For the last few months, those thoughts have been constantly resonating in my mind. For indeed the cost of restoring broken lives and restoring them to a point where people are no longer “beneficiaries” of aid, but active and empowered participants in society is huge. When we talk of costs, bills and finances are the imagery that most commonly come to mind, but I am not just talking about the money involved here. The human cost involved and the sheer diversity of people and skills needed at different stages in a person’s transition to wholeness is immense and the task can seem daunting.

Sunday, June 13, 2010

Human Trafficking : What Can I do ?

In the movie "The Verdict", Paul Newman plays am alcoholic down and out lawyer who has hardly any clients and is yet some how moved to take on the case of a woman who is paralysed and rendered comatose during surgery as a result of medical negligience. he takes on a very powerful medical and social establishment armed with powerful, well connected judges and lots of money. he fumbles , despairs and often is on the verge of giving up , but perseveres and wins the case and erven greater damages than what he had asked for.

Lawyers involved in cases dealing with human trafiicking , perhaps often feel the same way, puny pygmies fighting a powerful, well entrenched set up whose tentacles seemingly reach every where. And even the puny pygmies are few. In a field dominated by corporate law, taxation law, property law and criminal law and the incredible wealth associated with them, human rights lawyers are not easy to come by and the field itself can get immensely politicized with a lot of negative fallout for all concerned.

It is in that context that the judgment of the 3rd of May, 2010 in Kolkata where two men and one woman were sentenced to 10 years in prison for the trafficking and commercial sexual exploitation of three minor girls must be seen. The girls, 12, 14 and 16 years old, had been lured by traffickers from their rural villages in Nepal and West Bengal with the prospect of legitimate work in Kolkata. Instead, they were “sold” to the accused persons, who in turn forced them to provide sexual services to as many as 12 customers a day.

The numbers are important because convictions in instances of trafficking are few and far between thus discouraging investigators and agencies involved in anti trafficking work, work that is in any case, demanding, unrewarding and life threatening. According to an US State Department report released in late 2009, 1,970 traffickers had been arrested within the states of Andhra Pradesh, Bihar, Maharashtra, Goa and West Bengal, resulting in just 30 convictions – a mere 1.5% of trafficking-related arrests.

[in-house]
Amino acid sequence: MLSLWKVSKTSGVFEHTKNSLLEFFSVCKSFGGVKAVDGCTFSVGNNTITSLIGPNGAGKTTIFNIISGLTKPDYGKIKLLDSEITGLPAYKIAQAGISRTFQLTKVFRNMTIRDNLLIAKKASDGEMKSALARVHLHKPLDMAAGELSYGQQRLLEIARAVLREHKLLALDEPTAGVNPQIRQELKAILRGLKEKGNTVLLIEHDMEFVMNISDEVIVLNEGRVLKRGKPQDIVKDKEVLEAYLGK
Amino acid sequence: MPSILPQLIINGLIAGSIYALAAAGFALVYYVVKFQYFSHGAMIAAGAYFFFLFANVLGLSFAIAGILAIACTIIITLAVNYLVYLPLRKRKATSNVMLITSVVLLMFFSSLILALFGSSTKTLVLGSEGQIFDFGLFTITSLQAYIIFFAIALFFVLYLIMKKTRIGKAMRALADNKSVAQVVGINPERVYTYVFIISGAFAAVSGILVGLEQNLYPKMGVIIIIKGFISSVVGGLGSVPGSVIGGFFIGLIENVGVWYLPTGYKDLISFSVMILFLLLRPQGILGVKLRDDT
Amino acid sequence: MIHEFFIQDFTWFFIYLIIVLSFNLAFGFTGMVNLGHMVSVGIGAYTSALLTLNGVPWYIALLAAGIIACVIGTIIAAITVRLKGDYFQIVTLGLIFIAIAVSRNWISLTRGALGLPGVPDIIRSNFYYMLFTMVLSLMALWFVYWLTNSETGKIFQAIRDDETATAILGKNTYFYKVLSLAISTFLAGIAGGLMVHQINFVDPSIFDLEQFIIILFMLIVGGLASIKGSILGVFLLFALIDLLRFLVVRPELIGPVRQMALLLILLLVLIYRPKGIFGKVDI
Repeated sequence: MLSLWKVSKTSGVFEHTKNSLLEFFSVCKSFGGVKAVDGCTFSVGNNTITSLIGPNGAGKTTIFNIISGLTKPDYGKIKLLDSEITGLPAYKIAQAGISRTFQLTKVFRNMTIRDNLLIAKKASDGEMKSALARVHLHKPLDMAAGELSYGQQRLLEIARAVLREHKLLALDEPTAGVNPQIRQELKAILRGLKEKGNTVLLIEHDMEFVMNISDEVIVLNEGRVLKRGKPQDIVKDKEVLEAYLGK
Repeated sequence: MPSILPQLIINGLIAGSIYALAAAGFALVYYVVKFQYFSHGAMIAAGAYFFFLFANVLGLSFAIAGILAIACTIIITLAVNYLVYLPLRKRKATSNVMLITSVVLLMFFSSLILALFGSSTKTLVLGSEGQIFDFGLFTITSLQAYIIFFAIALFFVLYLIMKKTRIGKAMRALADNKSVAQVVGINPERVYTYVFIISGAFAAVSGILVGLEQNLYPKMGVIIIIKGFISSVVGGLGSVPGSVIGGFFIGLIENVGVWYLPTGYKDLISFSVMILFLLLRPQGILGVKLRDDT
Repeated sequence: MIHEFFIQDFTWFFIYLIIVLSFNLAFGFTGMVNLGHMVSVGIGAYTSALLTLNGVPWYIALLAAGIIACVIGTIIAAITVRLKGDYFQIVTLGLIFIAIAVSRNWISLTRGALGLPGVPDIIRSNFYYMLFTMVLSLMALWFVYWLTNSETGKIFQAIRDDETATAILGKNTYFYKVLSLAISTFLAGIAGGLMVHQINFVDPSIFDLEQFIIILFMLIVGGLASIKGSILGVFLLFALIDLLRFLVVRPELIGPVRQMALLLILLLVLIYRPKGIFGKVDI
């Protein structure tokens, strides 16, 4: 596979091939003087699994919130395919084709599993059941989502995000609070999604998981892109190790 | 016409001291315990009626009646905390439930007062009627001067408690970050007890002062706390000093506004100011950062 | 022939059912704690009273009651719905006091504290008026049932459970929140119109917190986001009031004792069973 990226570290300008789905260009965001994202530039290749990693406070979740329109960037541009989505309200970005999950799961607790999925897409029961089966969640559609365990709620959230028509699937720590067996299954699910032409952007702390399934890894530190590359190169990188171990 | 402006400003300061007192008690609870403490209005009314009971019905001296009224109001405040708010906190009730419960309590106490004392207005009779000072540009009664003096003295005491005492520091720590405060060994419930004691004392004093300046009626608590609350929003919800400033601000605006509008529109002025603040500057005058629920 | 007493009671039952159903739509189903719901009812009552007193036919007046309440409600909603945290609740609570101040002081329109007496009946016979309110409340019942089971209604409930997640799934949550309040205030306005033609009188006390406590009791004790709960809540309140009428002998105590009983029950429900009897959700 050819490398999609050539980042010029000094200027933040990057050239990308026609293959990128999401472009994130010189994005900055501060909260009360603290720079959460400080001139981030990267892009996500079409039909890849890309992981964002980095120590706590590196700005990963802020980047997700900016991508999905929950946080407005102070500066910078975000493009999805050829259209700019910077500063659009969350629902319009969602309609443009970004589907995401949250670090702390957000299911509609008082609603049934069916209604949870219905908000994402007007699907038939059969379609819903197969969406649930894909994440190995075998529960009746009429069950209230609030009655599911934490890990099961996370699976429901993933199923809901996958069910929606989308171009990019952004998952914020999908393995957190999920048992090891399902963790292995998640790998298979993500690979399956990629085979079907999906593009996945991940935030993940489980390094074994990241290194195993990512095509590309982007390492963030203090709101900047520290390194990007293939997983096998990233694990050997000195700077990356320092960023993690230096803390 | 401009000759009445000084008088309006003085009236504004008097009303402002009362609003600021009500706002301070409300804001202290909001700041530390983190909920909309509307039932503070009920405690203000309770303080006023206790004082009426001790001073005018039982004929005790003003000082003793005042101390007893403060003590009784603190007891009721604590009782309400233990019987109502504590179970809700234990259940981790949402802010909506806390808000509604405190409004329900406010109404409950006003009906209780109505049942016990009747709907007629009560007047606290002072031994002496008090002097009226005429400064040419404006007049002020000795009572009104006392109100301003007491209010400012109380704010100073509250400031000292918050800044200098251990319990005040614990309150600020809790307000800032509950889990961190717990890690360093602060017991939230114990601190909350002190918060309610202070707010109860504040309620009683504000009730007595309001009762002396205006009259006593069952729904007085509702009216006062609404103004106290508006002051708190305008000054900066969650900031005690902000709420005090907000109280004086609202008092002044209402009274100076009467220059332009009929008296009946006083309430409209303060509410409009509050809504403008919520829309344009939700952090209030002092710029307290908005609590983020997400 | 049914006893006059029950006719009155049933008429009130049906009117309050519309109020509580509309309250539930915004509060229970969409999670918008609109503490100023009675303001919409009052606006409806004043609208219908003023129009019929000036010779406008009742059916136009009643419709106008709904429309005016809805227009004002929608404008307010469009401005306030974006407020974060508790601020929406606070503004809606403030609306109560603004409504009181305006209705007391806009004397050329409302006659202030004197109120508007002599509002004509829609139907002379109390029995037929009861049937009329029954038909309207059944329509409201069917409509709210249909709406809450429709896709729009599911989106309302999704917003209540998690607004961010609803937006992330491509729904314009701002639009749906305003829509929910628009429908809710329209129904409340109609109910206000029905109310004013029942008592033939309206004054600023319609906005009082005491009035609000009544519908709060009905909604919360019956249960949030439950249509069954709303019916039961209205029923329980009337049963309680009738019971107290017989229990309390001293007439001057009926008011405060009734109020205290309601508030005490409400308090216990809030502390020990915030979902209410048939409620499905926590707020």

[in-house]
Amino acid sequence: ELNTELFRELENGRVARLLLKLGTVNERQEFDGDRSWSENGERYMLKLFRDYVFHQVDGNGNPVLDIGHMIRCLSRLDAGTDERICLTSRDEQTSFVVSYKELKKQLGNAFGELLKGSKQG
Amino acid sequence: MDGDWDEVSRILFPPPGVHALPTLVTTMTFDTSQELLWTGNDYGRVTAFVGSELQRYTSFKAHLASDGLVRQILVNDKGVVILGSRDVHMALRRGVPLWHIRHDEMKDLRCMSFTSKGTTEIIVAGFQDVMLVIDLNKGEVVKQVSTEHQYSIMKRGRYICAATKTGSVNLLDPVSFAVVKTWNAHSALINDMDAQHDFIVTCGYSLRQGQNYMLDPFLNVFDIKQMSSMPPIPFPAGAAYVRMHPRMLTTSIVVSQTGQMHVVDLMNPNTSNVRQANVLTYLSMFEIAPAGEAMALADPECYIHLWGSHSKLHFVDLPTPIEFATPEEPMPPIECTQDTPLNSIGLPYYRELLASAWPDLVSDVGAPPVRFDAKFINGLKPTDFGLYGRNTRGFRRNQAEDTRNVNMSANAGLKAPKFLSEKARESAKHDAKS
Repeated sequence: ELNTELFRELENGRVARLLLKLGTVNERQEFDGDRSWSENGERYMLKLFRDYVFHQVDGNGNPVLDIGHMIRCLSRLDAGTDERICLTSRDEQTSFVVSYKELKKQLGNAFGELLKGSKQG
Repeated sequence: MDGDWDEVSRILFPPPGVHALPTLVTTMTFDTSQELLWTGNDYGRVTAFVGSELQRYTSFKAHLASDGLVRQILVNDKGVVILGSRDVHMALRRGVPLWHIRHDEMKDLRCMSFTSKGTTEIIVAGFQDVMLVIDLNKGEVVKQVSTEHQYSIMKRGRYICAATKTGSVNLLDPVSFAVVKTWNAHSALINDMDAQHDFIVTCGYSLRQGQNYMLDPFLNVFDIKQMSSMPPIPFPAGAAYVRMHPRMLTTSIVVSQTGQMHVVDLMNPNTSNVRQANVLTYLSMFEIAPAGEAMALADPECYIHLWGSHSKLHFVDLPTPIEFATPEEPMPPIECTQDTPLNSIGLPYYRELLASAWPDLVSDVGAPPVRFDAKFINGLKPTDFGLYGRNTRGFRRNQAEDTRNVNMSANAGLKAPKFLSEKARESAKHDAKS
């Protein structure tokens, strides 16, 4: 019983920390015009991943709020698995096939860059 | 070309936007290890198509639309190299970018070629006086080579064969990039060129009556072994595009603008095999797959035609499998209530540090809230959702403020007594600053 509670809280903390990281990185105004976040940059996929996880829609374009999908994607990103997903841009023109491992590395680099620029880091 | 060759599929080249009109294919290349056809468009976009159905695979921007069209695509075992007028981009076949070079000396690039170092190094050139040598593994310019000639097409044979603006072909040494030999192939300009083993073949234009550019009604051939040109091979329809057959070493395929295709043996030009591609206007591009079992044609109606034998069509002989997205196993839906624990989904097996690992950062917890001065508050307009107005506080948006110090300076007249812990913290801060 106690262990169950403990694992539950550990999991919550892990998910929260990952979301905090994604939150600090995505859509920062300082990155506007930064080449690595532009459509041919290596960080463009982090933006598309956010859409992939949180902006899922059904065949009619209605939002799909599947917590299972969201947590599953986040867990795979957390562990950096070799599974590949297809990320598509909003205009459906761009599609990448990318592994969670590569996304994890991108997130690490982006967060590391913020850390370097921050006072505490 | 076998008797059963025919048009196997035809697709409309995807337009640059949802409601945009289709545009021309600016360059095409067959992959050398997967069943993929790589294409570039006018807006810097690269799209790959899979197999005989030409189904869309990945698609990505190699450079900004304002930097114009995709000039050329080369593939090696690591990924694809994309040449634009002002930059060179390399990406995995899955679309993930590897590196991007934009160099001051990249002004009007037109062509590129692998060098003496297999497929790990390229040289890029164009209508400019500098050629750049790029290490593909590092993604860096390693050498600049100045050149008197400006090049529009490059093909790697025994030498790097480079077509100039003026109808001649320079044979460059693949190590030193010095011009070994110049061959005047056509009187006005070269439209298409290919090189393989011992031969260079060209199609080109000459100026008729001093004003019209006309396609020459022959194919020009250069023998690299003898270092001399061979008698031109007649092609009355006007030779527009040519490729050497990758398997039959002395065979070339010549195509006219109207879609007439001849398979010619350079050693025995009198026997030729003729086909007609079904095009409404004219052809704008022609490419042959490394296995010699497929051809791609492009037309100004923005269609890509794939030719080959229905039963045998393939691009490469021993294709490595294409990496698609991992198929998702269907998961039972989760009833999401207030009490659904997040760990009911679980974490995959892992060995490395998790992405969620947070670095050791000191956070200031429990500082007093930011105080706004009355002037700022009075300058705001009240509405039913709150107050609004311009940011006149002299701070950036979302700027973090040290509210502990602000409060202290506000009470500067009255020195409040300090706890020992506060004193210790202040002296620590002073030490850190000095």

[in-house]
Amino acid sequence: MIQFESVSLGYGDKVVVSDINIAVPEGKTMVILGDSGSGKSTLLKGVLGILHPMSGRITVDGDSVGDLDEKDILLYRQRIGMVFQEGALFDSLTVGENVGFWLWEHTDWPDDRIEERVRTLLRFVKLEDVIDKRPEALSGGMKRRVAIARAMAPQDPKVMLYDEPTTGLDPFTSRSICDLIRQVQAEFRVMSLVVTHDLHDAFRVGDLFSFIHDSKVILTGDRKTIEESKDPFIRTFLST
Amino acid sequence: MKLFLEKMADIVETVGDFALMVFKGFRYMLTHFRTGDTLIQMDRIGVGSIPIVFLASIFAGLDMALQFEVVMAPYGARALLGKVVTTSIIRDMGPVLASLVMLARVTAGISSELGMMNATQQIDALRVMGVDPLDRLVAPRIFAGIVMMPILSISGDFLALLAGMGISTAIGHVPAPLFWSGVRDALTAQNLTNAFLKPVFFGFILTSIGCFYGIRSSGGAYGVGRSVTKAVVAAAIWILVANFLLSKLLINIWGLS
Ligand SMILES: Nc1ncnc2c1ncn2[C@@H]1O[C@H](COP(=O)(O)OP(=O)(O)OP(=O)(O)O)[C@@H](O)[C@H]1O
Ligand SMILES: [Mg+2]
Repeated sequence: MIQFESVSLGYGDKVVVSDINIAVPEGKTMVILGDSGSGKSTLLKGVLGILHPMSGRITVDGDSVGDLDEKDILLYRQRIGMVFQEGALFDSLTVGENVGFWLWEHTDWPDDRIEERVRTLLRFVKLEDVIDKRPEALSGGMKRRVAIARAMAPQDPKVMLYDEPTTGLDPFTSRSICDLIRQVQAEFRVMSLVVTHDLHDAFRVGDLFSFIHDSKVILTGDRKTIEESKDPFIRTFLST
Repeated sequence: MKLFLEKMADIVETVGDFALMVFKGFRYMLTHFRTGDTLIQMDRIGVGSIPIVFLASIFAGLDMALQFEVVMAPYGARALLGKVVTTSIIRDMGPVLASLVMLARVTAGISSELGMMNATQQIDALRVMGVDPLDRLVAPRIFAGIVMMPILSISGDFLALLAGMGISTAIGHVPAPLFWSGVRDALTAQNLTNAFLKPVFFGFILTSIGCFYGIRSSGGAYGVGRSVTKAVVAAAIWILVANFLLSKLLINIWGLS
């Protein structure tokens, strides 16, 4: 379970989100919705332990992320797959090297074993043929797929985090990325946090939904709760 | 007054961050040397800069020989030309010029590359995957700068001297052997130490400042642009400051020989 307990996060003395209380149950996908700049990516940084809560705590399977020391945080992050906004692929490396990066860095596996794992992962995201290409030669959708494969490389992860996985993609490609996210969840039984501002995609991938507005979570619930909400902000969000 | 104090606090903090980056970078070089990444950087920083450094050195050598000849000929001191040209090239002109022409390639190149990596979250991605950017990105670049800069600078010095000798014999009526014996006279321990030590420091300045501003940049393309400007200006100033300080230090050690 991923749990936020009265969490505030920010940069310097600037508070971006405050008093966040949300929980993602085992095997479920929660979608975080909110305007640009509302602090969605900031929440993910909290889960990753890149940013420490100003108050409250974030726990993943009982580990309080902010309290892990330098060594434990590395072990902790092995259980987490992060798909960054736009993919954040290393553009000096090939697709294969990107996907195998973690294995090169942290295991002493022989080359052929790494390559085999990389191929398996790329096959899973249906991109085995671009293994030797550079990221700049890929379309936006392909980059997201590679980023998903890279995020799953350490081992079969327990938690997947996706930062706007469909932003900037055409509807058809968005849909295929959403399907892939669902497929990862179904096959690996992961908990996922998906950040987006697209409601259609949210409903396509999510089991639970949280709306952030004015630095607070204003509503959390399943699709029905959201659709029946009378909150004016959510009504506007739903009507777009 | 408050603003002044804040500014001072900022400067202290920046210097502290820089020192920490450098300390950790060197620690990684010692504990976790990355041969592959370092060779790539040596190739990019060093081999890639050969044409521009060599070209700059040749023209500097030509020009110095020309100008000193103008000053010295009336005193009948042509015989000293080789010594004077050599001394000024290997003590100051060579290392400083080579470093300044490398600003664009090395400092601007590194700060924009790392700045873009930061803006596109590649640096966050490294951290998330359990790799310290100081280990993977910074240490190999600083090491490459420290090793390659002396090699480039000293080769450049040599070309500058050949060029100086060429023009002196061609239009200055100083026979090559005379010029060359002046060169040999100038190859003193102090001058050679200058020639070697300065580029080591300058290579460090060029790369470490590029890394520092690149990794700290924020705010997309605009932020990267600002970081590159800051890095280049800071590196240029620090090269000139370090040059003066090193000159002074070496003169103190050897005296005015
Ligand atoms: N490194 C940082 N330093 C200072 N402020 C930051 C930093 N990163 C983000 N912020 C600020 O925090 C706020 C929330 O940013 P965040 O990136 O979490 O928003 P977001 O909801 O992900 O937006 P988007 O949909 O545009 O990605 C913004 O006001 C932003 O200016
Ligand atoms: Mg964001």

Trafficking is not a priority for policing activity in most situations – short of manpower as well as equipment, the police are often required to deploy their limited resources according to the political priorities of the day – tackling terrorism, internal security issues and major economic offences are the big ticket concerns of the day. So anti human trafficking agencies often have to actively assist the police in arresting such traffickers, framing charges and making sure that adequate evidence is available for a conviction to occur. In the Kolkata cases, the agency involved was the International Justice Mission.

What can you and I do? Well a raid and rescue operations are complex processes and part of the reason that conviction rates are so low is that at the time of trial, very few witnesses are available and those that are usually turn hostile. church members as well as common citizens of integrity can come forward to accompany raiding parties and serve as credible witnesses when cases come up for trial. Although India has according to some estimates over a million lawyers and over 80,000 graduates every year, very few come forward to pursue careers in human rights law and trafficking related activities.

Then after the raids are over and done with, the long journey of rehabilitation and reintegration of the victims begins and there again there a dearth of resources and people. Counselors, half way homes, skilled wardens and care takers and a whole range of other professionals are needed. Of church congregations have an incredible amount of human resources avaailble in their pews , whch anti trafficking agencies like, IJM, Oasis and others could use. In all these areas more and more people are needed to be active and get involved and engaged and in the end, though the process is long and winding, persistence pays off as the Kolkata judgment proves.